What’s in a name?
Despite the potentially grumpy sounding title of this post, this is more a positive reflection of the past two years since I started working in Data Science. I think I’ve come a long way, but there is still so far to to go if I am to confidently call myself a Data Scientist. Why does a job title matter? It’s a good way of thinking about your competencies and describing where you want to go, and conveying that to other people.
I still class myself as a Data Analyst. If you were to do a quick Google search, you will find dozens of articles attempting to define Data Analyst, Data Engineer, Data Scientist, etc. and the struggles that companies may have in advertising roles with these titles, without really understanding what it is they need. To my knowledge there is as yet no universally agreed definitions for these roles, but I think generally speaking, practitioners mostly get it and definitions are probably converging.
To decribe what I mean by this term, I tend to think of things in terms of the following breakdown:
- Descriptive Analytics, which use data aggregation and data mining to provide insight into the past and answer: “What has happened?”
- Predictive Analytics, which use statistical models and forecasts techniques to understand the future and answer: “What could happen?”
- Prescriptive Analytics, which use optimization and simulation algorithms to advice on possible outcomes and answer: “What should we do?”
I believe I’m confined right now to Descriptive Analytics, because I don’t exploit machine learning (yet), and hence call myself a Data Analyst rather than a Data Scientist. In fact, I don’t think I even cover Descriptive Analytics completely because of the range of unsupervised machine learning tricks I’ve yet to become competent in that can be used for data mining.
Ironically, the one area I think I have the most experience in (but don’t currently practice) is Prescriptive Analytics, by virtue of the nearly 15 years prior experience I’ve had in optimisation, simulation, and general Operational Research. It’s probably worth saying also, that I’ve picked up a whole host of other technical and soft skills during that time, which is why I’m quite upbeat about it. As I’m mid-career, I still have a lot of time to branch out into machine learning.
To R or not to R?
In previous posts I’ve mentioned DataCamp as a great learning resource for coding. I’ve made my way through most of the mammoth Data Scientist with R career track, but have taken an ‘operational pause’ leaving the two remaining machine learning courses for the future. For the past couple of years I’ve structured my Data Science learning around R, but there are so many other software packages out there that can be used for Data Science…so the question is, are they a distraction or can they help make me better?
For a while, I thought it was the former. I thought packages like Tableau would gradually erode my coding experience, ultimately taking me further away from machine learning. However, since trying it out I’ve become convinced that packages like these are crucial, even for the hardcore Data Scientist, as we’ll not always have the time to code up the prototype visualisations or dashboards we would like, especially in a sprint setting.
So what next? I want to get proficient with Tableau. I want to be able to generate professional looking and interactive visualisations in a fraction of the time it would take to code it up. I want to have that spare time to iterate and experiment. For now, that’s the only other package I think is worth learning as I continue with R. I’m also quite content spending the next couple of years getting more practice in sourcing, cleaning, summarising and visualising data in R, mainly through the tidyverse.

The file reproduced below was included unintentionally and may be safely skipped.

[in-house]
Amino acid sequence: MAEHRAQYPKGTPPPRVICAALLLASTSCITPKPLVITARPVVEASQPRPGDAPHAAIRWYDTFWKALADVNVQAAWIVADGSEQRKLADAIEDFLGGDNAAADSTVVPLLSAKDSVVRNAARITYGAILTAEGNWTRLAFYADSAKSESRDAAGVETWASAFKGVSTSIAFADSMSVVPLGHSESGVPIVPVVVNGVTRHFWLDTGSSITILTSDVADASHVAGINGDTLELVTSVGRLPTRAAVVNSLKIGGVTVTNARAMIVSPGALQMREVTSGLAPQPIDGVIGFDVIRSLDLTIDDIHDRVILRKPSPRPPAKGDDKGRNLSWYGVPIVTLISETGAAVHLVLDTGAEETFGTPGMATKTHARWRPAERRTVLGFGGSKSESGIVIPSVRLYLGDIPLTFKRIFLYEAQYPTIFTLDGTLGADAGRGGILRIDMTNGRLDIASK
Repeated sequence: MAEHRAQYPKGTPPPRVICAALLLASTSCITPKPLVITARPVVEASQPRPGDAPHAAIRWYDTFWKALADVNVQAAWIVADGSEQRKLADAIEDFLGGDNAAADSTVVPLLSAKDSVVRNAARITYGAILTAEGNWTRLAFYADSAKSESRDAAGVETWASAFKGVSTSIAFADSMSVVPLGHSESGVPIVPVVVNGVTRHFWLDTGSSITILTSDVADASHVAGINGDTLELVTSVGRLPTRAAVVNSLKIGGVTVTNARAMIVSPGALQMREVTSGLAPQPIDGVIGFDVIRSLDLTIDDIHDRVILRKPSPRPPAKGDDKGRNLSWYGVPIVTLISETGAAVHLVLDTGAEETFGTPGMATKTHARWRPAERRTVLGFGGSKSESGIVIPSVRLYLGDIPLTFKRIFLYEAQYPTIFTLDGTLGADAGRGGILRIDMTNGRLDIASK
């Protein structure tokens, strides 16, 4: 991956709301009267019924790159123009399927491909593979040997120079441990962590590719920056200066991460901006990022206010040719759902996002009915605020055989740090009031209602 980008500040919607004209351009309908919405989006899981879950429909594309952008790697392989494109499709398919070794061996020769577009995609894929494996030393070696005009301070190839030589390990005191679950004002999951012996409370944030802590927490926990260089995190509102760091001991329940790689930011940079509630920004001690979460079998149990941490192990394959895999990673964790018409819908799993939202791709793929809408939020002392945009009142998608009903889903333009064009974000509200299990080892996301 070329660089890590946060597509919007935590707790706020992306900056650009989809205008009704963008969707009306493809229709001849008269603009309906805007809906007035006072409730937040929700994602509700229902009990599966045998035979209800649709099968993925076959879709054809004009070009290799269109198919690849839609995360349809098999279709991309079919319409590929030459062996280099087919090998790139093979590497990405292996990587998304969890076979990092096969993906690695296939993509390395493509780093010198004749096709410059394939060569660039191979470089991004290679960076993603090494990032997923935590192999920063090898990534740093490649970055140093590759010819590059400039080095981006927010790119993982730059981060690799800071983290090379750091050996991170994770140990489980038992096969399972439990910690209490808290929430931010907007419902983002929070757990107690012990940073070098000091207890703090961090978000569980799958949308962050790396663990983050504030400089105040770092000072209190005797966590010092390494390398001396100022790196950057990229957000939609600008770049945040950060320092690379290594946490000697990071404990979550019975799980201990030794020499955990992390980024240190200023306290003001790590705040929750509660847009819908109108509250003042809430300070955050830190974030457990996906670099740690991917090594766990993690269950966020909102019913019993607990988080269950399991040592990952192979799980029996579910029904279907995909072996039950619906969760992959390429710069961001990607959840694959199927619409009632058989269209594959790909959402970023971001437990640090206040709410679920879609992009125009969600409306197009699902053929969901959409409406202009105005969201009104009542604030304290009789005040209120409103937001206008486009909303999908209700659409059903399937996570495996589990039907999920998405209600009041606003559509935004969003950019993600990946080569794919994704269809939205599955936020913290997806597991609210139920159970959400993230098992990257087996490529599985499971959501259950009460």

The other key technology I need to get much more acquainted with before moving onto machine learning is Git. It’s essential I start to move away from doing it in RStudio and onto the command line.
So that’s my plan.
Patience or Procrastination?
I have the advantage that a large part of my role at the moment is about championing data science techniques, and educating people who are less data literate than I in taking them up. The inertia of change means that buys me some time to consolidate where I’m currently at. However when the indicators suggest that these skills are beginning to proliferate more widely across the organisation, I do need to be in a position where I’m one step ahead.
There’s part of me that wonders whether I’m putting this off as I know it’s going to be extremely difficult…I know how expansive machine learning is, and I know how deeply you have to understand it in order to use it properly and responsibly. I’ve already done a lot of reading on the subject, and I’ve seen how machine learning in R is spread across multiple packages, rather than the one-stop shop of SciKit-Learn in Python. That kind of disorganisation and inconsistency fills me with dread. I really do hope there’s some kind of tidyverse-like effort to make things easier at some point soon, because I see it as a needless barrier at the moment.
Long may it continue
I’ve been more energised and enthused in these last two years as I have been in my entire career:
- The tools we have at our disposal today allow us to create some glorious pieces of analysis;
- The experience I’ve had of the team-working in Scrum has been invigorating and it’s so exciting being able to do so many sprints on different topics so frequently;
- It’s been refreshing to see an entire organisation make a real effort to adopt these ways of working, even from the most senior leadership.
I can say for certain that this is the best career choice I’ve made, and reminds of of exactly what I was looking for when I first left university. You can’t ask for more than that.